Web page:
Commuting days until retirement: 91
In this New Year a certain possession which has lain in my sock drawer for quite a while will reach the age of a hundred years. It is an heirloom of sorts, given to me by my grandfather – who also made a brief appearance in an earlier post. To mark the occasion I have dusted down and revised a poem I wrote about this item a few years ago.
Your gift still nestles in my drawer,
its long stout shoulder strap tangled
in the laundered wool and cotton –
five decades, now, beyond your time.
Some days I halt my morning rush,
forget the clock, pause, handle the case;
read the faded ballpoint on leather;
remembering how you wrote my name,
settled in your usual green armchair
as dusk came down, one October Sunday.
I ease it from its neat, stitched holder,
this solid, purposeful bequest:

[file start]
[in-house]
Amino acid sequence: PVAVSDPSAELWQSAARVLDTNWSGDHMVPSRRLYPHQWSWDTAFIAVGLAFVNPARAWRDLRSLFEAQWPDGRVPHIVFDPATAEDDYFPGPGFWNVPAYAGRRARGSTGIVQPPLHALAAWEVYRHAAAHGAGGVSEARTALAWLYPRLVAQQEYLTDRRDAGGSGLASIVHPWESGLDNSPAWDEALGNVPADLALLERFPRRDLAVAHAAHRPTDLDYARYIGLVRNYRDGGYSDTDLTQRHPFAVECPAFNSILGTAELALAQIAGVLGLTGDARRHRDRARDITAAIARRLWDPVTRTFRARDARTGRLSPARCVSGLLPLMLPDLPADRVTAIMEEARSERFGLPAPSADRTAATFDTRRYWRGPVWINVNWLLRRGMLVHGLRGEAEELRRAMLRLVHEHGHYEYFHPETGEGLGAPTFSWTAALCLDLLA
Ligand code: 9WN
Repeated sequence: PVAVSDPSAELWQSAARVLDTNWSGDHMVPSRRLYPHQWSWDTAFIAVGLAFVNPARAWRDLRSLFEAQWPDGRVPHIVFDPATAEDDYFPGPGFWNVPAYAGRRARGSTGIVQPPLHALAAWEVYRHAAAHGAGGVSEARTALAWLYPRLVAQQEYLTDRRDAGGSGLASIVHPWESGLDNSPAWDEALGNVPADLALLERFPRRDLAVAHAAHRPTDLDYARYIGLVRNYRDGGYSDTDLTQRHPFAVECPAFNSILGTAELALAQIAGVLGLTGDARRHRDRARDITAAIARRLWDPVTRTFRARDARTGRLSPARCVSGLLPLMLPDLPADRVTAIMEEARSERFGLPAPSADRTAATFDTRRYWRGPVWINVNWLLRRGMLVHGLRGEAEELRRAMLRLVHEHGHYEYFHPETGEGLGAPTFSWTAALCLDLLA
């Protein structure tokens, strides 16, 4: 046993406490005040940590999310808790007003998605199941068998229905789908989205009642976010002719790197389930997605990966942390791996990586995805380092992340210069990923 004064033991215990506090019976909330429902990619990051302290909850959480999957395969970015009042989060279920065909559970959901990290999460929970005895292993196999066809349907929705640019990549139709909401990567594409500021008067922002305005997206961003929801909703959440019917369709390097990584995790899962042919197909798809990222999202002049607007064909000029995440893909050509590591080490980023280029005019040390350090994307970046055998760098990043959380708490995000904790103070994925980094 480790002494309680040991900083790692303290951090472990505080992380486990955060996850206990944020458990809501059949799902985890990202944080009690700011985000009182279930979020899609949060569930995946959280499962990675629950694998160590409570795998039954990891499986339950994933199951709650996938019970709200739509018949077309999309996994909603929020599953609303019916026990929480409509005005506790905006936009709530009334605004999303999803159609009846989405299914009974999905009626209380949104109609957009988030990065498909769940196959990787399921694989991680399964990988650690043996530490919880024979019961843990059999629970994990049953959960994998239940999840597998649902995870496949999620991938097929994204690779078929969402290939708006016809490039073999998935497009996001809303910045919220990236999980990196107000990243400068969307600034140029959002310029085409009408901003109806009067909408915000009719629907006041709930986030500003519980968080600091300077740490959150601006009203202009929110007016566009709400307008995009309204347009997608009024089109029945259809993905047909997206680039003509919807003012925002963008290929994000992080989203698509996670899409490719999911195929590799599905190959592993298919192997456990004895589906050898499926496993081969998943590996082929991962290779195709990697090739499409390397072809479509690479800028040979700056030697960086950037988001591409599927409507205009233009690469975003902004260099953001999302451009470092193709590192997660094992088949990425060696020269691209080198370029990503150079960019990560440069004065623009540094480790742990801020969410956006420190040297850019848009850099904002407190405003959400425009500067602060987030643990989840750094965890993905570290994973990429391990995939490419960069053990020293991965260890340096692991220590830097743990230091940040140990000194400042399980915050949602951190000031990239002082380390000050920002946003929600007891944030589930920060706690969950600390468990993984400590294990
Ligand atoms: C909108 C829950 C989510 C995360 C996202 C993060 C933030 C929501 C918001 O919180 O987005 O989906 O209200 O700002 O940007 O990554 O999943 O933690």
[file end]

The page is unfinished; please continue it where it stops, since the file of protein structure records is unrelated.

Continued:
Field compass, one; standard issue;
officers, for the use of; stamped
with a government broad arrow
and the date of manufacture.
A century on it works, as then.
I squint, as you did, through the sight,
take bearings on a garden tree unobscured
by battle smoke, try to imagine scenes
of which you never spoke. I only knew
the grandpa who did tricks with coins,
went on all fours, played horses,
rolled trousers when we paddled in the sea.
True, there was that faint, framed bedroom photo:
uniformed, an unfamiliar moustache,
no glasses and unwhitened hair;
the smile that told me it was you.
So why this memento, solemnly passed on?
Did you intend, perhaps, that finding bearings
of my own, I should eventually turn and look –
see the oblique heading that your life once took?